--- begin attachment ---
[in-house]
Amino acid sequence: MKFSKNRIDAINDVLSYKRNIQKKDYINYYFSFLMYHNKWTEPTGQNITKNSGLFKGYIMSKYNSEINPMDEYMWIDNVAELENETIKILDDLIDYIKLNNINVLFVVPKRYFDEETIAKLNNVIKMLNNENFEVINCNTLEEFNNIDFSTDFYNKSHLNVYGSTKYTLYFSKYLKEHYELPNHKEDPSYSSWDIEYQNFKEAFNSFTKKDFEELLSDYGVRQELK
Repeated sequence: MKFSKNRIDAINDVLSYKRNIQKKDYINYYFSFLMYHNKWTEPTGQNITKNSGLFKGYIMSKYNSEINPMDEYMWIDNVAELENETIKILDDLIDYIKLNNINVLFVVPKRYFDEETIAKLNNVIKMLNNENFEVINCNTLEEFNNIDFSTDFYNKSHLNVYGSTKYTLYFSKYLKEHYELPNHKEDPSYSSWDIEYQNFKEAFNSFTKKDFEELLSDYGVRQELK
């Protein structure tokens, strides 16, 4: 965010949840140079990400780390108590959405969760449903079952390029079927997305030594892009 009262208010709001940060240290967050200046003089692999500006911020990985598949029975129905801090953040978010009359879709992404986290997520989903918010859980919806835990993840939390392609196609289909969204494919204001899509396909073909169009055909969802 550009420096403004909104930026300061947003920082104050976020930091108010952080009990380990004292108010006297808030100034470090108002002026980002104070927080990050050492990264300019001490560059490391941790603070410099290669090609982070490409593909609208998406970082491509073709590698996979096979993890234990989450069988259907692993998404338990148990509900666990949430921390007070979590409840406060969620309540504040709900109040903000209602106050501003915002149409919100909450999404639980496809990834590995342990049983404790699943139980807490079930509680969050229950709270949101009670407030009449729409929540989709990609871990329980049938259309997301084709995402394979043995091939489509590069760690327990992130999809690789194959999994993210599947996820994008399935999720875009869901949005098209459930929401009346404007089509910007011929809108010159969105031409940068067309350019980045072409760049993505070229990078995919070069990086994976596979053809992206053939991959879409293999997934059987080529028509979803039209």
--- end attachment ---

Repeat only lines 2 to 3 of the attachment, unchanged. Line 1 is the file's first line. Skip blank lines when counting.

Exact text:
Amino acid sequence: MKFSKNRIDAINDVLSYKRNIQKKDYINYYFSFLMYHNKWTEPTGQNITKNSGLFKGYIMSKYNSEINPMDEYMWIDNVAELENETIKILDDLIDYIKLNNINVLFVVPKRYFDEETIAKLNNVIKMLNNENFEVINCNTLEEFNNIDFSTDFYNKSHLNVYGSTKYTLYFSKYLKEHYELPNHKEDPSYSSWDIEYQNFKEAFNSFTKKDFEELLSDYGVRQELK
Repeated sequence: MKFSKNRIDAINDVLSYKRNIQKKDYINYYFSFLMYHNKWTEPTGQNITKNSGLFKGYIMSKYNSEINPMDEYMWIDNVAELENETIKILDDLIDYIKLNNINVLFVVPKRYFDEETIAKLNNVIKMLNNENFEVINCNTLEEFNNIDFSTDFYNKSHLNVYGSTKYTLYFSKYLKEHYELPNHKEDPSYSSWDIEYQNFKEAFNSFTKKDFEELLSDYGVRQELK